Young Minds

Young Minds is a UK leading charity fighting for children and young people's mental health.  Their vision is to lead the fight for a future where all young minds are supported and empowered, whatever the challenges.

They have 4 key strategic aims:

  1. Foster innovation to meet the needs of vulnerable and excluded children and young people.
  2. Promote good mental health to more children and young people then ever before.
  3. Champion the voices of young people and parents to influence mental health policy and practice.
  4. Inspire excellence to achieve transformed, integrated services.

For more information

Experience of Occupational Therapy

Occupational Therapy can transform lives. 

The core purpose of Occupational Therapy for Children is to empower and enable children, young people and their families to live their lives as independently and easily as possible.  We collaborate with the individual, their family and the wider team around the child to identify their strengths and explore how they can overcome their challenges to achieve their full potential. 

Here is a video of Alistair's story.

Experience of Speech and Language Therapy

1 in 1000 people stammer.  If you have a stammer it can affect your confidence.  You may have to see a Speech and Language Therapist to help you learn to control it.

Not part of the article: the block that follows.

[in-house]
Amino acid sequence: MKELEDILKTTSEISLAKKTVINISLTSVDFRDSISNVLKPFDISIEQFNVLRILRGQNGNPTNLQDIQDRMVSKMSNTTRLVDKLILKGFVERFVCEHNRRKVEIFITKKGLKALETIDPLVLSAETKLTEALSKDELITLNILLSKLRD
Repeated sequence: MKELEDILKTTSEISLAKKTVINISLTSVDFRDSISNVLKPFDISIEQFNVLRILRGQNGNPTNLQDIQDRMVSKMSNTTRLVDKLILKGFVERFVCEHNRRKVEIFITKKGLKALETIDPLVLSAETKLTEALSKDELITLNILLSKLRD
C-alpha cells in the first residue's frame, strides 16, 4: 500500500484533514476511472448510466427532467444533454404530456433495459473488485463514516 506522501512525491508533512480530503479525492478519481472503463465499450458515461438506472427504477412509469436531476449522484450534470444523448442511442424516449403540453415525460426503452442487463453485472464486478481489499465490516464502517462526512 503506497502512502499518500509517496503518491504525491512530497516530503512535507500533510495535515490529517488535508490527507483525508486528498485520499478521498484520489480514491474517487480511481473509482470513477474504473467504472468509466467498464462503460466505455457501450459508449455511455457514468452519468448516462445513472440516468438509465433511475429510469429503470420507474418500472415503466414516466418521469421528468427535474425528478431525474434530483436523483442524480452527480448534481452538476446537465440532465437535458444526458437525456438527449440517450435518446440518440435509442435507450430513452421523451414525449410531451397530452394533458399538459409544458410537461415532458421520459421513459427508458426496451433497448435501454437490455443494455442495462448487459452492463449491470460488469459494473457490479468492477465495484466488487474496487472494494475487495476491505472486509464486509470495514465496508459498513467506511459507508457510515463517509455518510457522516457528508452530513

Here is a video of Fraser talking about his experience of seeing a Speech and Language Therapist.

The Children and Young People's Commissioner Scotland

About the Commissioner

The Children and Young People's Commissioner is a person. Their job is to help you understand your rights and to make sure those rights are respected. Their goal is for children and young people in Scotland to be as safe and happy as possible.

Dyslexia Scotland

Dyslexia Scotland A Scottish charity that encourages and enables people with dyslexia, regardless of their age and abilities, to reach their potential.


Dyslexia Unwrapped

Dyslexia Unwrapped is a new website from Dyslexia Scotland especially for dyslexic children and young people aged 8-18


Helpline: 0344 800 8484
Email: [email protected]

The Organisation is a Registered Charity in Scotland No. SC000951. It offers advice, information and support to people with dyslexia and operates a national Helpline as well as national tutors’ and assessors’ lists and a career coaching service for adults with dyslexia. The organisation organises workshops, conferences and seminars to raise awareness of dyslexia and has a wide range of information available on its three websites:

For teachers: 
For dyslexic children and young people: 

The F-words: Fitness, Function, Friends, Fun, Family and Future

The World Health Organization (WHO)'s International Classification of Functioning, Disability and Health (ICF) Framework describes health and disability. It offers a holistic strengths-based model for describing what people CAN do. The F-words: Fitness, Function, Friends, Fun, Family and Future are embedded into this framework. Families and youth have identified the F-words as a lay-friendly, easy-to-understand way of using ICF concepts.

To share the F-words, and educate the public about what youth with disabilities CAN do, a group of young adults with disabilities created the F-words Video for Youth.